- Associated Press - Thursday, March 17, 2016

MADISON, Wis. (AP) - Gov. Scott Walker signed another round of bills aimed at slowing opiate abuse into law Thursday during a tour of hospitals and medical centers.

He said in a news release that the legislation should help curb addiction and overdoses by creating more guidelines on dispensing prescription opiates. He signed the bills during stops in Marinette, Wausau, Eau Claire and Oconomowoc.

Rep. John Nygren, a Marinette Republican who co-chairs the Legislature’s powerful Joint Finance Committee, wrote the eight-bill package as part of his so-called Hope Agenda, a series of reforms to fight heroin and opiate abuse. He began the initiative after watching his daughter, Cassie, struggle with heroin addiction.

Walker signed seven Nygren bills in 2014 that focused on overdoses, including measures that increased funding for treatment facilities, provided legal immunity to anyone who helps during an overdose and allowed first responders to use the overdose antidote drug Narcan. With those bills finished, Nygren announced last year that he would turn his focus toward opiate prescriptions, which can often lead to heroin.

Under the bills Walker signed Thursday:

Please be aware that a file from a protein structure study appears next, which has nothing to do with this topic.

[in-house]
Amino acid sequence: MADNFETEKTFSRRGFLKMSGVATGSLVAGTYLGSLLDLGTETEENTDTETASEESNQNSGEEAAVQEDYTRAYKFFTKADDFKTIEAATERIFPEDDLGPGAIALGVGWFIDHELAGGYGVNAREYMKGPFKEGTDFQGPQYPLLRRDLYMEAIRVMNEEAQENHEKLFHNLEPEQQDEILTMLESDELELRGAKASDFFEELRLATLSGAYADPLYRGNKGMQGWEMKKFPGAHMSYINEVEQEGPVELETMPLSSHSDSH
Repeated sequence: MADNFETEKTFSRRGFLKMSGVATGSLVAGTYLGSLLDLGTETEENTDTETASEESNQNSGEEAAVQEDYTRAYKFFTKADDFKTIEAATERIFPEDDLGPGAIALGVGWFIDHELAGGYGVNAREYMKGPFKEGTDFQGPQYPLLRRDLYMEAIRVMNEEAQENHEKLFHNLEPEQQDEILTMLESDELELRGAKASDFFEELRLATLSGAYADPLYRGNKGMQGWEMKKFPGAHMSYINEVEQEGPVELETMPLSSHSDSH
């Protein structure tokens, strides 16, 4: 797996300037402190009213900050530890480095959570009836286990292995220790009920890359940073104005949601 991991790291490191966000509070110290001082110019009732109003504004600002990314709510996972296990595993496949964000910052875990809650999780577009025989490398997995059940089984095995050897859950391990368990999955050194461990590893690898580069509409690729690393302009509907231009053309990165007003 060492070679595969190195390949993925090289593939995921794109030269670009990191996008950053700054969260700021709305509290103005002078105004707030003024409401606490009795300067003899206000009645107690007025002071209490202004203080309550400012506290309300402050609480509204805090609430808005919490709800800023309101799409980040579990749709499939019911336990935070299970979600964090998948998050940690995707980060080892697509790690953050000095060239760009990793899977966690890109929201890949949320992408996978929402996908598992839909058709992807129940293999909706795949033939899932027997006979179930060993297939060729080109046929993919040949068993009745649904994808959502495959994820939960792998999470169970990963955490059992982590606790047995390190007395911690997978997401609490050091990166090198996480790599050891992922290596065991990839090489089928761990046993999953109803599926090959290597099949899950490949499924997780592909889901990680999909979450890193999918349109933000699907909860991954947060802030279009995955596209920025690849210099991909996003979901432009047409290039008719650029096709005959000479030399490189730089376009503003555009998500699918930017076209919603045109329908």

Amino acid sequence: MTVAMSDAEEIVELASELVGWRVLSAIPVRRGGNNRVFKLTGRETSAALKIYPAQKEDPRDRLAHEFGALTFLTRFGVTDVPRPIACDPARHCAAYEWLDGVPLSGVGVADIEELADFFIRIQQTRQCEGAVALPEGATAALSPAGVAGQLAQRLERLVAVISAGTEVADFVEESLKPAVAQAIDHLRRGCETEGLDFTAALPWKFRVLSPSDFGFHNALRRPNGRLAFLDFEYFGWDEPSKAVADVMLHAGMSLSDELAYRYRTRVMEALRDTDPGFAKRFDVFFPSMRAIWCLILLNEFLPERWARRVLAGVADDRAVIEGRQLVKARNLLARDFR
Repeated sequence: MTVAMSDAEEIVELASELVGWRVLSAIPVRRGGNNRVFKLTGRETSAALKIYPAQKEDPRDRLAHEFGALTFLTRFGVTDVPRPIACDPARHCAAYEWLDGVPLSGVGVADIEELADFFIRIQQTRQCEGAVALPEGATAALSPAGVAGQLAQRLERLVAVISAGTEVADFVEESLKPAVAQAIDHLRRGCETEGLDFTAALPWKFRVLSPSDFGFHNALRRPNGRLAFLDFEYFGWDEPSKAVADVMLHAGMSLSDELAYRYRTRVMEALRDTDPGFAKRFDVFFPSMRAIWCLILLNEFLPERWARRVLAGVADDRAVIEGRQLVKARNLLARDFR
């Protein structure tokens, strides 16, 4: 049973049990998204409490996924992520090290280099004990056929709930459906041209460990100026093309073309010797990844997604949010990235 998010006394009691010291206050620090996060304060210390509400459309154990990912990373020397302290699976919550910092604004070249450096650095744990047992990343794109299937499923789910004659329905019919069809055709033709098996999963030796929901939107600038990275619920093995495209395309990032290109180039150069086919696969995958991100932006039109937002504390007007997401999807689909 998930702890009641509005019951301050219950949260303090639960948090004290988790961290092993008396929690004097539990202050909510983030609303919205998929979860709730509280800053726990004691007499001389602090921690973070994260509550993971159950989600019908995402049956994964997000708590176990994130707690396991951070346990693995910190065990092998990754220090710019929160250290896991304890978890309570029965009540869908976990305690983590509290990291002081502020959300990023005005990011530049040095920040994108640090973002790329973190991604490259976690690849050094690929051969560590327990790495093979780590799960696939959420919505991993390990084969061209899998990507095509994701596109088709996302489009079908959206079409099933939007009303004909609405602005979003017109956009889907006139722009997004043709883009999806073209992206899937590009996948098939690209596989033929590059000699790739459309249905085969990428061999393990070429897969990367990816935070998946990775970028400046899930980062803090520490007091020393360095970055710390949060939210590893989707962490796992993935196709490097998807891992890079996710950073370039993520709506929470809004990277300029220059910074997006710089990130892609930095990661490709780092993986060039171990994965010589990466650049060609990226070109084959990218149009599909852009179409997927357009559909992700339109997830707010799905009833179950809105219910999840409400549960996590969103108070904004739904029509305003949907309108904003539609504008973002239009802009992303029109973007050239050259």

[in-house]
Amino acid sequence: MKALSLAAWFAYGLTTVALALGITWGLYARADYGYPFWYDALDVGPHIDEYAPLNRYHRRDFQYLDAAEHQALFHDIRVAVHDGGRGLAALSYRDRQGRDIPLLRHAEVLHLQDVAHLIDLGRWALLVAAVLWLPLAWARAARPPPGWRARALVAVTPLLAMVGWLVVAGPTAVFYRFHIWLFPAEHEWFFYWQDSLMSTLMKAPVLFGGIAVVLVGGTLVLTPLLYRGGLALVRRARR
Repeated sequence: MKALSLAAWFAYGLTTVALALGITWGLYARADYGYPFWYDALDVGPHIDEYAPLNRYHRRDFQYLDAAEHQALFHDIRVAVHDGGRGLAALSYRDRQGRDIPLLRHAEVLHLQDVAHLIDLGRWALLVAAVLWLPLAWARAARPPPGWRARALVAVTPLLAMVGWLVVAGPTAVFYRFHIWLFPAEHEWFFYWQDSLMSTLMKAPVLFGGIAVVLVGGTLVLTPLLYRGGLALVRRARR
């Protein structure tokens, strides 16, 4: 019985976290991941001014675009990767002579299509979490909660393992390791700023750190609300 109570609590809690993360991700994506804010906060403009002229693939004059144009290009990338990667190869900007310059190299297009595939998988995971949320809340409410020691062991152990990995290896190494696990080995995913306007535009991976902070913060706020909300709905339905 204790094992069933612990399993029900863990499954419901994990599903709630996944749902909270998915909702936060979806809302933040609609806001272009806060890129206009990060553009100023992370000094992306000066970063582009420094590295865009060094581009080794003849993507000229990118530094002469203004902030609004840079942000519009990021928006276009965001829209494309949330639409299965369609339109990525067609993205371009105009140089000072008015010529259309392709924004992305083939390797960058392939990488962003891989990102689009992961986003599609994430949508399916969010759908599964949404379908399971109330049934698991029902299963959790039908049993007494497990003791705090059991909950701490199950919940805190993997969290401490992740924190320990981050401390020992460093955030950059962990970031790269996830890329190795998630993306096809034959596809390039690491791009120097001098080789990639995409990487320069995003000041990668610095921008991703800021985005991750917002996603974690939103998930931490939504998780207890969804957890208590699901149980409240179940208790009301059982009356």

- Clinics that use methadone to treat addiction must make annual reports to the Department of Health Services on staffing levels, relapse rates, how far patients travel to receive treatment and the number of methadone doses people carry outside the facilities to use without supervision.

- Treatment programs that use narcotics must obtain a three-year DHS certification.

- Using or delivering masking agents to defeat drug tests will be punishable by fines and jail time.

- Pain clinics must obtain DHS certification and their physicians must review a patient’s records on the state’s prescription drug monitoring database.

- Doctors must review the database before prescribing drugs that carry a substantial risk of being abused.

- The Controlled Substances Board must review the prescription drug database and submit quarterly reports on the database to the Department of Safety and Professional Standards.

- The state’s medical regulatory boards must each issue guidelines on best practices for prescribing drugs.

- Police must provide information about prescription drug-related violations, opioid-related overdoses and deaths to the prescription drug database.

A 2015 DHS report found overdose deaths involving opioid pain relievers and heroin have been on the rise since 2007. Oxycodone, hydrocodone, methadone and other prescription opioids contributed to 382 of 843, or 45 percent, of drug overdose deaths in 2013, the report found. Heroin contributed to 226 of the deaths, or 27 percent.

Wisconsin Attorney General Brad Schimel, a Republican, issued a statement praising Nygren for developing the bills and Walker for signing them.

“Those of us in law enforcement have been fighting the battle against prescription painkiller and heroin abuse on the front lines for years, but we cannot do it alone,” Schimel said. He added that the bills “will make a substantial difference and prevent additional parents from burying their kids.”

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Follow Todd Richmond on Twitter at https://twitter.com/trichmond1

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